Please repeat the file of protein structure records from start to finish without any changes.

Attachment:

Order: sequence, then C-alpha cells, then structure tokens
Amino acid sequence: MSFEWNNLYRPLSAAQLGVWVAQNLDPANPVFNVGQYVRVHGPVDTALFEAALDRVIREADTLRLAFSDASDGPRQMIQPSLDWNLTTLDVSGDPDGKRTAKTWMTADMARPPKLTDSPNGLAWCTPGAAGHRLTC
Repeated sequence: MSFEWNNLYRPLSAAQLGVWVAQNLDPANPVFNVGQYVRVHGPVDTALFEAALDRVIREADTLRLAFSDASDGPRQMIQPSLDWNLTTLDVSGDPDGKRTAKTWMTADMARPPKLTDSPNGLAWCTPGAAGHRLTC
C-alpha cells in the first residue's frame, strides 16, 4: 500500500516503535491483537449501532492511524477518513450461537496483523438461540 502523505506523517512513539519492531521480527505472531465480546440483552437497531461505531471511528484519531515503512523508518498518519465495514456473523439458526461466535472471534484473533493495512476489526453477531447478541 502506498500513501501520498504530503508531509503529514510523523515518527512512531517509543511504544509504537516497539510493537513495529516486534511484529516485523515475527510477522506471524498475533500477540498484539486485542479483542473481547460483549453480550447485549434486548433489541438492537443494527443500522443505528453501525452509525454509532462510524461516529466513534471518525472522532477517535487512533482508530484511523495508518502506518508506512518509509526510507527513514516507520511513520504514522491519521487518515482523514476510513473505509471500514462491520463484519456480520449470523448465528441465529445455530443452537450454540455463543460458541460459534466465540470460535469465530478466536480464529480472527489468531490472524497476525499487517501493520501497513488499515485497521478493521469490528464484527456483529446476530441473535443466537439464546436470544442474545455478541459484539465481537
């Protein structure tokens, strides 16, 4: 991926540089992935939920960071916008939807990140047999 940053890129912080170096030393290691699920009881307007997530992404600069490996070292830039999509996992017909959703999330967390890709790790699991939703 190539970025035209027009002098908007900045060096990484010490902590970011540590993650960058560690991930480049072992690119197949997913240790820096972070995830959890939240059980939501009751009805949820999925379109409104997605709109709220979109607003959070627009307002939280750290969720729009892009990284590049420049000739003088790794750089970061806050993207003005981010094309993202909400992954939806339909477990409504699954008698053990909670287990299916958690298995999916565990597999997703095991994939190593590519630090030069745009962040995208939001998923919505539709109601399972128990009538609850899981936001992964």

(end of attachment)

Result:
Order: sequence, then C-alpha cells, then structure tokens
Amino acid sequence: MSFEWNNLYRPLSAAQLGVWVAQNLDPANPVFNVGQYVRVHGPVDTALFEAALDRVIREADTLRLAFSDASDGPRQMIQPSLDWNLTTLDVSGDPDGKRTAKTWMTADMARPPKLTDSPNGLAWCTPGAAGHRLTC
Repeated sequence: MSFEWNNLYRPLSAAQLGVWVAQNLDPANPVFNVGQYVRVHGPVDTALFEAALDRVIREADTLRLAFSDASDGPRQMIQPSLDWNLTTLDVSGDPDGKRTAKTWMTADMARPPKLTDSPNGLAWCTPGAAGHRLTC
C-alpha cells in the first residue's frame, strides 16, 4: 500500500516503535491483537449501532492511524477518513450461537496483523438461540 502523505506523517512513539519492531521480527505472531465480546440483552437497531461505531471511528484519531515503512523508518498518519465495514456473523439458526461466535472471534484473533493495512476489526453477531447478541 502506498500513501501520498504530503508531509503529514510523523515518527512512531517509543511504544509504537516497539510493537513495529516486534511484529516485523515475527510477522506471524498475533500477540498484539486485542479483542473481547460483549453480550447485549434486548433489541438492537443494527443500522443505528453501525452509525454509532462510524461516529466513534471518525472522532477517535487512533482508530484511523495508518502506518508506512518509509526510507527513514516507520511513520504514522491519521487518515482523514476510513473505509471500514462491520463484519456480520449470523448465528441465529445455530443452537450454540455463543460458541460459534466465540470460535469465530478466536480464529480472527489468531490472524497476525499487517501493520501497513488499515485497521478493521469490528464484527456483529446476530441473535443466537439464546436470544442474545455478541459484539465481537
């Protein structure tokens, strides 16, 4: 991926540089992935939920960071916008939807990140047999 940053890129912080170096030393290691699920009881307007997530992404600069490996070292830039999509996992017909959703999330967390890709790790699991939703 190539970025035209027009002098908007900045060096990484010490902590970011540590993650960058560690991930480049072992690119197949997913240790820096972070995830959890939240059980939501009751009805949820999925379109409104997605709109709220979109607003959070627009307002939280750290969720729009892009990284590049420049000739003088790794750089970061806050993207003005981010094309993202909400992954939806339909477990409504699954008698053990909670287990299916958690298995999916565990597999997703095991994939190593590519630090030069745009962040995208939001998923919505539709109601399972128990009538609850899981936001992964």